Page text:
Chief Little Turtle
Little Turtle, Warrior leader of the Miami Indians of the late 18th century, was born on the Eel River some 20 miles northeast
of Fort Wayne, Indiana. A lover of good companionship, fine food and good humor, Little Turtle was a powerful orator who counseled
moderation at all times. Six feet in height, he was noteworthy for his subtlety and circumspectness. Little Turtle became
one of the most successful woodland military commanders of his time, but after the Treaty of Greenville (1795) he tried to
keep his tribe at peace and at the same time protect its land from an imperialist United States.
During the American Revolution, the Miami gave some assistance to the British, and Little Turtle may have participated in
the defeat of a detachment led by Augustin de La Balme on its way to attack the British post of Detroit in 1780. After the
Peace of Paris (1783) the Native Americans continued to resist American expansion north of the Ohio, and Little Turtle probably
led small forays against the white settlements. By 1790 he had become the chief warrior leader of the Miami, serving under
a civil chief, Le Gris.
Before 1790 the Miami villages at the head of the Maumee (near present-day Fort Wayne) had become the focus for many Native
Americans displaced by fighting with the Kentuckians farther east, particularly Shawnees and Delawares. When Brigadier General
Josiah Harmar led almost 1,500 troops to attack this concentration in October 1790, burning the Native Americans villages,
Little Turtle was one of the chiefs orchestrating the defense. The following year an American army general, Arthur St. Clair,
advanced upon the Miami towns, but his troops were overwhelmingly defeated in November 1791 by a multi-tribal force. Miami
accounts credit Little Turtle with being the overall Native American commander on this occasion, although a number of other
sources name Blue Jacket.
While Little Turtle's influence was at its apogee, the triumph was overshadowed by General James Wilkinson's unexpected 1791
expedition, which not only destroyed Little Turtle's village on the Eel River but also captured his daughter. When he signed
the treaty of Greenville, ending the war, he reputedly said that he was one of the last to sign and that he would be the last
to break the treaty.
Little Turtle strongly urged abstinence from alcohol on his fellow Miami and made efforts to have them learn the principles
of farming. On one of several trips to the East Coast, he visited Quakers in Pennsylvania in a successful attempt to get farming
instructors. This accommodating attitude led him to sign three other major land-losing treaties with the United States. The
resultant land cessions made many Miami suspect his integrity; his nephew Richardville died a very rich man. Moreover, some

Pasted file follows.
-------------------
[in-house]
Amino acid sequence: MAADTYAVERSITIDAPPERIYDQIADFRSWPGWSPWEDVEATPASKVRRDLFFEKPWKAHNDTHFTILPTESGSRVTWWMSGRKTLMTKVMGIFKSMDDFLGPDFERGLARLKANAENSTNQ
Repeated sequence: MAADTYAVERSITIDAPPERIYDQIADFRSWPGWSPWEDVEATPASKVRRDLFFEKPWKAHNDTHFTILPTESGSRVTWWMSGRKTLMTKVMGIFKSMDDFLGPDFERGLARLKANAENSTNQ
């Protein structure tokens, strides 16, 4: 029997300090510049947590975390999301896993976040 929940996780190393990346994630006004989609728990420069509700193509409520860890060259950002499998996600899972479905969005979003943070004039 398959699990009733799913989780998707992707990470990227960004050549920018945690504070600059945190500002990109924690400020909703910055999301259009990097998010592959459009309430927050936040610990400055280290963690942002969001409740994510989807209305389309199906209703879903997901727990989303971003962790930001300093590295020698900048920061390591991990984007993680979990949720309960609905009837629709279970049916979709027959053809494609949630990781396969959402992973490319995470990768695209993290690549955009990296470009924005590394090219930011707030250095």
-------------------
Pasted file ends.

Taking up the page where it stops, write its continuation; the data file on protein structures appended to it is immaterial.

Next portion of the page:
of his critics were right in stating that the Americans wanted nearly all of the Native American land. Little Turtle's tribal
strategy was also doomed by the reluctance of the Miami to alter their older lifestyle. On the other hand, the marked displeasure
of Little Turtle and William Wells, Little Turtle's son-in-law (a white captive), at American land hunger also caused American
officials, such as William Henry Harrison, governor of Native American Territory, and the Indian agent John Jonston, to distrust
him. Nevertheless, Little Turtle's counsels kept the majority of Miami from actively joining Tecumseh's anti-American confederation.
In addition, Kentucky relatives of Wells fought prominently in the Battle of Tippecanoe (1811), which severely checked Tecumseh's
progress. Little Turtle's reputation began to recover after this military defeat of the hostile confederation, and it was
with good reason that the American government buried Little Turtle with full military honors. MICHIKINAKOUA (Michikiniqua,
Me-She-Kin-No-Quah, Meshecunnaqua, Little Turtle), Miami war chief; b. mid 18th century, son of Aque-Noch-Quah, a Miami war
chief; rumoured to have Mahican or even French blood; m. secondly Polly Ford, a white captive; d. 14 July 1812 at Fort Wayne
Chief Little Turtle first came to white attention at the time of the American revolution. Like other Miami chiefs an ally
of the British, in 1780 he led his warriors in the destruction at the Miamis Towns (Fort Wayne) of a force under Augustin
Mottin de La Balme, who was attempting to re-establish French control in the Ohio valley. The tribes south of the Great Lakes
received their supplies from the British, who after 1780 encouraged the formation of a confederacy to oppose American expansion
[see Thayendanegea]. When in spite of official promises American settlers moved north of the Ohio, war parties from the confederacy
attacked them. Little Turtle led many such raids and by 1790 had become the leader of the united war parties of the confederacy.
After 1789 the stronger central government created by a new constitution in the United States made possible plans to retaliate
against the confederated tribes. Little Turtle led the Indians in two of the three major battles that ensued. In October of
1790 he decimated the forces under Josiah Harmar which had come to attack the Miami, Shawnee, and Delaware villages at the